A Defining Moment: Racism and Double Consciousness

Click here to hear me read this post.

My mother and I at one of our favorite spots.

Being young, black and southern must be synonymous with experiences of discrimination, fear and hatred. Show me a young, black southerner who hasn’t had to deal with direct racism and I’ll show you a severely unaware individual.

With that being said, one of my earliest memories of racism came Halloween 1997. My mom had allowed me to go trick or treating with some kids who lived in a local housing project. My mother had taught the girl and she was close to my age.

In our small town America, (voted best small town to visit btw) has always been and still is divided by a railroad. For their reasons, white people prefer to live separate from us. And even when black doctors and judges moved into their neighborhoods, they either move, or erect an enormous, thick cinderblock wall to serve as a fence.

My mother had dropped me off with this girl, her mother and a few other children. Her mother had said we were going trick or treating on the “other” side of town, noting that they had “better” candy; however, I’m sure there was a thought about it possibly being safer as well.

Smile BIG!

We stopped at an apartment building really close to Delta State University. Our small group walked up to this door and knocked. An old white, lady with grey hair opened the door. When she saw us, her mouth gapped open and she began throwing candy at us. She yelled, “yall are not supposed to be over here!” Then, somehow she noticed me. A little fair-skinned (I was much lighter when I was younger) girl with long, wavy hair (likely from my mother’s long “dookey” braids) and she paused for a moment. She gave a sort of blank stare, and slammed the door shut.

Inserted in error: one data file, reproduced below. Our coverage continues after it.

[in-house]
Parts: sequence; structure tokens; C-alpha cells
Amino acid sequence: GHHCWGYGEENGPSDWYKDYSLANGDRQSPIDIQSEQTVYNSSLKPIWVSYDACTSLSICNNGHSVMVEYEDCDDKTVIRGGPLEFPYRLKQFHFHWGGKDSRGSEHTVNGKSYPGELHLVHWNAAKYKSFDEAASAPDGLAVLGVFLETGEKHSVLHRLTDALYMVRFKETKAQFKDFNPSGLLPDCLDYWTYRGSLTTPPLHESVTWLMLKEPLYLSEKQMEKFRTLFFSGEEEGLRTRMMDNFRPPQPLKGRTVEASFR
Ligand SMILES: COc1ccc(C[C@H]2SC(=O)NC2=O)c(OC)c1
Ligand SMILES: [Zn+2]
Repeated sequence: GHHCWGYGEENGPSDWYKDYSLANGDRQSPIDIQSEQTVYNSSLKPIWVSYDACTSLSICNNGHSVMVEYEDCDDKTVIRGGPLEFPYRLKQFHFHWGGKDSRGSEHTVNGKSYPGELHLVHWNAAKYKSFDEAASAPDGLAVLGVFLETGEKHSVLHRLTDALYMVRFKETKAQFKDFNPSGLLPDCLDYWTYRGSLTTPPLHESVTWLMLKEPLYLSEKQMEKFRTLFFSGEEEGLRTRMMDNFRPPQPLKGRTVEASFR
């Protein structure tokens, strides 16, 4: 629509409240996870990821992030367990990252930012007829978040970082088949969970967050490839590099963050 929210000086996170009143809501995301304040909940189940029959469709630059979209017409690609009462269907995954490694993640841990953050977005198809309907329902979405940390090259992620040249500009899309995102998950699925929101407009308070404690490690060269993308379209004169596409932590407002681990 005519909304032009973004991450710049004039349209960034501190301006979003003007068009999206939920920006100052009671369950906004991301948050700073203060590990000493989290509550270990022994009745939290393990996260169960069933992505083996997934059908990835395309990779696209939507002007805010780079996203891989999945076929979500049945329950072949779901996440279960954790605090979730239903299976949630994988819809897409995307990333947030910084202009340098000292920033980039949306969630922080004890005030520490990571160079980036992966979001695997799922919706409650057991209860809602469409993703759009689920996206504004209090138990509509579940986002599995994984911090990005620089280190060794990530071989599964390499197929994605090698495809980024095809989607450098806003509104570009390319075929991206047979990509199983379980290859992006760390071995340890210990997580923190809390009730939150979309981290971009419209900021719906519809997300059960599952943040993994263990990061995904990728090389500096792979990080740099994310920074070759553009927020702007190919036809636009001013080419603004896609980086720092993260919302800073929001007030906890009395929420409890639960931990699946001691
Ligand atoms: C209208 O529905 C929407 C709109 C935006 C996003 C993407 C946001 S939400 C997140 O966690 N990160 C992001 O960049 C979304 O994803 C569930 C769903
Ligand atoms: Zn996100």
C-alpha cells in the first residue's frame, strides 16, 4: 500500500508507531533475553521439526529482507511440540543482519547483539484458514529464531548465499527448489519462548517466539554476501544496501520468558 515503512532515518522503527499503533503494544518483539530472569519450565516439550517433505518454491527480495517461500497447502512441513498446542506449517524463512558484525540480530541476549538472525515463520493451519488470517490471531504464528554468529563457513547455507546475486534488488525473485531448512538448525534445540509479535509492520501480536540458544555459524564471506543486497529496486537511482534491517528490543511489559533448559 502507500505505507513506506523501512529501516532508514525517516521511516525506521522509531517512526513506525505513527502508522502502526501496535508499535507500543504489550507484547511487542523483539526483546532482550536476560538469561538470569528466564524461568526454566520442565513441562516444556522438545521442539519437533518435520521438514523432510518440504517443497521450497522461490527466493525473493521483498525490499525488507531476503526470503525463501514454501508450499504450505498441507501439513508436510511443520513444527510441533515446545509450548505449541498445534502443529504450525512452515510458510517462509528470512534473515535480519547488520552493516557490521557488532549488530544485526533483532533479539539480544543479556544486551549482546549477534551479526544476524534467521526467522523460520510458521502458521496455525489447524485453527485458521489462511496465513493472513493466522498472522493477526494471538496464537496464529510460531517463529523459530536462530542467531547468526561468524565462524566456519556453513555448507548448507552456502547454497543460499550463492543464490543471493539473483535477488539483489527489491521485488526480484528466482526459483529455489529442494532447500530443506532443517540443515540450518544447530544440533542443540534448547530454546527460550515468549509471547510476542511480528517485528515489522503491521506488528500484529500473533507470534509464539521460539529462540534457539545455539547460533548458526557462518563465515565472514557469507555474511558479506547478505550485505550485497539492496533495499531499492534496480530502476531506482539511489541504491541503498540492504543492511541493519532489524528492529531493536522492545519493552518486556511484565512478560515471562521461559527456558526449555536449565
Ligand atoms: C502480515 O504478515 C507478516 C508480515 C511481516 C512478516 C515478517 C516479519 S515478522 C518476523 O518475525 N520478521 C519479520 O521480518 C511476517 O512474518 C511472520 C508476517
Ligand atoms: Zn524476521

LOVE THAT SWEATSHIRT!

This was one of the first moments that I realized how deep and serious this divid really was. It made me wonder. Why did she hate us so much? Was she scared? If so, why? We were just children hunting for candy. We weren’t trying to harm or scare anyone. This was when I started to realize that not all black children had the same experience. A part of me wondered why she paused and stared at me, before forcefully shutting her door.

This was a defining moment. It was when I began to realize I must be aware of my surroundings. I must be aware of myself, and how others may perceive me. As a 7 year old, I must prove that there is nothing to be afraid of. #doubleconsciousness

4 thoughts on “A Defining Moment: Racism and Double Consciousness

  1. I can understand how you feel. In such scenarios, it’s good to keep the confidence on a high level, believe in yourself and fear about nothing.

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